How an idea whose time has long passed is stirring up the Bitcoin scene – and what it’s really about.
If Paul Sztorc had been present when the wise Heraclitus said that one could not step into the same river twice, he would have vehemently objected. And how you can! The developer has been hopping into the same river for years. As early as 2015, when the Bitcoin scene was still arguing about whether the blocksize should be increased or not, he was there and promoted his concept of drive chains.
Today, in 2023, no one is talking about blocksize anymore, but surprisingly everyone is talking about drivechains again. Because Paul managed to get a BIP number in August after many years of advertising. More specifically, two numbers: BIP-300 and BIP-301. This means that the requirements are met to bring it into the Bitcoin code – if the other developers give BIP the green light. Which is where the problems begin.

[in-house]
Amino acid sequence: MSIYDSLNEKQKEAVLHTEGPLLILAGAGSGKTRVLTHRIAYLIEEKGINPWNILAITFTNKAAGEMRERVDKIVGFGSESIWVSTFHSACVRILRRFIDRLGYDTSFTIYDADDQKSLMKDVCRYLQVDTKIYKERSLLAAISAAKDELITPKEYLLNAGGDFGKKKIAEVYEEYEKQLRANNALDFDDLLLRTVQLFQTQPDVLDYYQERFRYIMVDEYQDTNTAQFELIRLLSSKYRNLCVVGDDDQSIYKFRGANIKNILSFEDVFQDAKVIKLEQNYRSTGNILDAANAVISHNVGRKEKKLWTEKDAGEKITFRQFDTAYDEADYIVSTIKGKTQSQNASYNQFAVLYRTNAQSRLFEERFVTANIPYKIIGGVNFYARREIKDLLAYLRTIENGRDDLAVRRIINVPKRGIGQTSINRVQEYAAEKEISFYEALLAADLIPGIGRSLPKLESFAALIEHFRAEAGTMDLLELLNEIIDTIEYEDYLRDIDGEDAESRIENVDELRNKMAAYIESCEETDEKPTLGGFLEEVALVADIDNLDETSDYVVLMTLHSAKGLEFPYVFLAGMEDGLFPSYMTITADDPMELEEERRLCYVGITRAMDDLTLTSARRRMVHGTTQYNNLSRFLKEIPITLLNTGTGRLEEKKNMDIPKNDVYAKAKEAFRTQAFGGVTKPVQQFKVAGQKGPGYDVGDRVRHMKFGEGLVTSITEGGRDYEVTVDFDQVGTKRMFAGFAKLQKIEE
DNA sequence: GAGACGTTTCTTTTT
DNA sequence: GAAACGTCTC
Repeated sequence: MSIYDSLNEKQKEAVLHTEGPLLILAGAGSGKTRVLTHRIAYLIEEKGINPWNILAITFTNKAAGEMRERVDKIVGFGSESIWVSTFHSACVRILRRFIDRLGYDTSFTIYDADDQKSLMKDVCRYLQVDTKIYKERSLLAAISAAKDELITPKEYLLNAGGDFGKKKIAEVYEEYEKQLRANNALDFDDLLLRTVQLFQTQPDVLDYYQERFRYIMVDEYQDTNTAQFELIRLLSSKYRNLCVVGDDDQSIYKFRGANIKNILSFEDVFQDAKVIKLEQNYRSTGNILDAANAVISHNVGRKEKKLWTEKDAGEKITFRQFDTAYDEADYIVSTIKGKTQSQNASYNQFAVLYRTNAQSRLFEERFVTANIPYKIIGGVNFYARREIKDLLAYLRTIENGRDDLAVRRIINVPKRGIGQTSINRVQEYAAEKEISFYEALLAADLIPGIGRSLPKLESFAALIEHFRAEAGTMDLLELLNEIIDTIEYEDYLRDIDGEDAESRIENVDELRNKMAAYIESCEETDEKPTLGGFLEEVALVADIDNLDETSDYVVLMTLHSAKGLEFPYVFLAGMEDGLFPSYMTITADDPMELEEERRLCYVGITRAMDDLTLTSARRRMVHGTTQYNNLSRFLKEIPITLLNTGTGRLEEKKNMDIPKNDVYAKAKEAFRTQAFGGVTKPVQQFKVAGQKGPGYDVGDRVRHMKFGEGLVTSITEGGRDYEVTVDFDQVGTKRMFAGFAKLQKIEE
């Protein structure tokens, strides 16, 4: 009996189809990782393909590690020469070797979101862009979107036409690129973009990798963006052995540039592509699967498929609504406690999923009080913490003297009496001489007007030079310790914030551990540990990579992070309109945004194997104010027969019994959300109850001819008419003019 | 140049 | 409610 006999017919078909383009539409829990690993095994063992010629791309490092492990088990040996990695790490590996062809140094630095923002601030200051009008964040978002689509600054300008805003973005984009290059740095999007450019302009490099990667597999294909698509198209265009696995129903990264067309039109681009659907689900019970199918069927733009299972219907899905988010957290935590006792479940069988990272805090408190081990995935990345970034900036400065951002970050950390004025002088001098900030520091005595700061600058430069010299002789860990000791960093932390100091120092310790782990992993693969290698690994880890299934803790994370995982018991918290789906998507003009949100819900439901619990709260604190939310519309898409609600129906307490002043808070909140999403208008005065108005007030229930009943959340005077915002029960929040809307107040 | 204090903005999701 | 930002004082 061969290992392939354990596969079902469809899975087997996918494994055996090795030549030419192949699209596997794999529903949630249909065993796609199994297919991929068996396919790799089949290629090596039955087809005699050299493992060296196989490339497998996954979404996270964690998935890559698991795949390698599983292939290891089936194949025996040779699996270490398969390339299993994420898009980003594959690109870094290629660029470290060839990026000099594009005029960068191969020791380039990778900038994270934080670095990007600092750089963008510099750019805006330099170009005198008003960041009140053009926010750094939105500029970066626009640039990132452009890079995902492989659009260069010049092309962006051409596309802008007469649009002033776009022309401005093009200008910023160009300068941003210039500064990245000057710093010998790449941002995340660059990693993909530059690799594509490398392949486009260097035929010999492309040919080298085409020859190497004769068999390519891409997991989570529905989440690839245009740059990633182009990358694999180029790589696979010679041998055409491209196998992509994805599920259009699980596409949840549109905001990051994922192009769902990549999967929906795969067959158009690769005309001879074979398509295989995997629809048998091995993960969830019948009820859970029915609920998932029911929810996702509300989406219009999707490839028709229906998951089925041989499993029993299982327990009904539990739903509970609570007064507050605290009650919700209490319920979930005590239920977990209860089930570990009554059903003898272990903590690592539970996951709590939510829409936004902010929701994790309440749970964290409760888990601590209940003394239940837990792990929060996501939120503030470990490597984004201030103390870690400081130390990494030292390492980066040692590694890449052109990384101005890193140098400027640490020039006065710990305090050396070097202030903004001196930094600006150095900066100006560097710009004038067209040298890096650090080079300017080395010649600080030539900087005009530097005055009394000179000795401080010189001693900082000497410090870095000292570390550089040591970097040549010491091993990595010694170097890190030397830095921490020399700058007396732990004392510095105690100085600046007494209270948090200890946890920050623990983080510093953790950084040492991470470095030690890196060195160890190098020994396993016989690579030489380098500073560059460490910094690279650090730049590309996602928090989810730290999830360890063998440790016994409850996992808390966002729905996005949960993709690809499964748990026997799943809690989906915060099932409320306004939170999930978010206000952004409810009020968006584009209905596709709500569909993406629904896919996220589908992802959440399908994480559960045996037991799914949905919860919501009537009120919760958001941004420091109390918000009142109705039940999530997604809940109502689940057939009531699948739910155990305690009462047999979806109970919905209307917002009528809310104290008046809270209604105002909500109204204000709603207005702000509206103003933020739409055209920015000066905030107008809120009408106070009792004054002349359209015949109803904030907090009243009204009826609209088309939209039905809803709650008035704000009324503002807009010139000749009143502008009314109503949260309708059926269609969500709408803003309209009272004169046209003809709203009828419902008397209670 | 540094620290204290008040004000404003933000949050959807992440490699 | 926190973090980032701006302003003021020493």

Drivechains, said Paul’s company LayerTwo Labs in July, “can eliminate all crypto and fiat transactions so that only Bitcoin is left.” A big promise, with which the developer ties in less with positive goals than with widespread resentment towards others Cryptocurrencies. It’s less about bringing something new into the world than about taking something away from others!
Like Liquid, but with 2-way peg
Drivechains are sidechains, like Liquid or RSK, with one crucial difference in the eyes of Paul and his colleagues: there is a “two-way peg”. You can add or withdraw Bitcoins directly from the sidechain, and both are confirmed by miner consensus.
Existing sidechains such as Liquid, RSK, Stacks or, indirectly, WBTC or iBTC, require intermediaries – or consortia of intermediaries – to organize the movement of Bitcoin from the mainchain to the sidechain. This process is sometimes cumbersome, but above all dirty in the eyes of many Bitcoiners, as it does not meet their demands for decentralization.